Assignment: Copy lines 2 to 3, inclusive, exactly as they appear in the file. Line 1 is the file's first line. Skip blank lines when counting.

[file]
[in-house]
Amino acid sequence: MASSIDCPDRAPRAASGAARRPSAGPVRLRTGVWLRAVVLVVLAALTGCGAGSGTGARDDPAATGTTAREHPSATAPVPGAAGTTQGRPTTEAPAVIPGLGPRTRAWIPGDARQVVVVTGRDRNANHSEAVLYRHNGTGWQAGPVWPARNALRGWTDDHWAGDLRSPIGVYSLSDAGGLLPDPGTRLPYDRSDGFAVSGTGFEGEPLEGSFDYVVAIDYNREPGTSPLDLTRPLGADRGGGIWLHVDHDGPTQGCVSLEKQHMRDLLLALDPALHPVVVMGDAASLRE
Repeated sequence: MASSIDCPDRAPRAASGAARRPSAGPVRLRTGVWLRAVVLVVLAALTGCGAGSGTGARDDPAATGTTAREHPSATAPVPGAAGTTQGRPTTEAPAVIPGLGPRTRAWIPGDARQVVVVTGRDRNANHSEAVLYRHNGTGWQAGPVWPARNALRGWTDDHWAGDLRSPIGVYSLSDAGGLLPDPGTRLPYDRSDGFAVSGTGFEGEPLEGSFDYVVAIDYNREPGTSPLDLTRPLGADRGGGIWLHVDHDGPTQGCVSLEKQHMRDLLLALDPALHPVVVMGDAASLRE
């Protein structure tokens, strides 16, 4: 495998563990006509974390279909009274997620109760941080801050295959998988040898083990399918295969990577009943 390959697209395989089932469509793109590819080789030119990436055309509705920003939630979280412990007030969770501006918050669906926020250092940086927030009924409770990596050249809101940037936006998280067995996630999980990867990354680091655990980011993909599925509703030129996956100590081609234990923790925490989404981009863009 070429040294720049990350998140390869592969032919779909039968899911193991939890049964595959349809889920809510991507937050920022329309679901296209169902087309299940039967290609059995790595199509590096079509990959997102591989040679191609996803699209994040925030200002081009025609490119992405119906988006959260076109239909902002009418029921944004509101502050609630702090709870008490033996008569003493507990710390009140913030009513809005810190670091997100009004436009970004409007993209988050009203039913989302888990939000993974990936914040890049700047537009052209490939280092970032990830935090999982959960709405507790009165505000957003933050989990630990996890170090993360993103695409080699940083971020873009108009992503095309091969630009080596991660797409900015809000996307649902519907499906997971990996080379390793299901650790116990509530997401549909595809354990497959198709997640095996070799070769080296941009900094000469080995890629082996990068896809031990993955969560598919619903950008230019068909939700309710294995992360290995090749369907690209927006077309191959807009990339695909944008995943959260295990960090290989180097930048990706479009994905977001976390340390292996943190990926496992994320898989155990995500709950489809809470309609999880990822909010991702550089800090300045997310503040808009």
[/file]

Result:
Amino acid sequence: MASSIDCPDRAPRAASGAARRPSAGPVRLRTGVWLRAVVLVVLAALTGCGAGSGTGARDDPAATGTTAREHPSATAPVPGAAGTTQGRPTTEAPAVIPGLGPRTRAWIPGDARQVVVVTGRDRNANHSEAVLYRHNGTGWQAGPVWPARNALRGWTDDHWAGDLRSPIGVYSLSDAGGLLPDPGTRLPYDRSDGFAVSGTGFEGEPLEGSFDYVVAIDYNREPGTSPLDLTRPLGADRGGGIWLHVDHDGPTQGCVSLEKQHMRDLLLALDPALHPVVVMGDAASLRE
Repeated sequence: MASSIDCPDRAPRAASGAARRPSAGPVRLRTGVWLRAVVLVVLAALTGCGAGSGTGARDDPAATGTTAREHPSATAPVPGAAGTTQGRPTTEAPAVIPGLGPRTRAWIPGDARQVVVVTGRDRNANHSEAVLYRHNGTGWQAGPVWPARNALRGWTDDHWAGDLRSPIGVYSLSDAGGLLPDPGTRLPYDRSDGFAVSGTGFEGEPLEGSFDYVVAIDYNREPGTSPLDLTRPLGADRGGGIWLHVDHDGPTQGCVSLEKQHMRDLLLALDPALHPVVVMGDAASLRE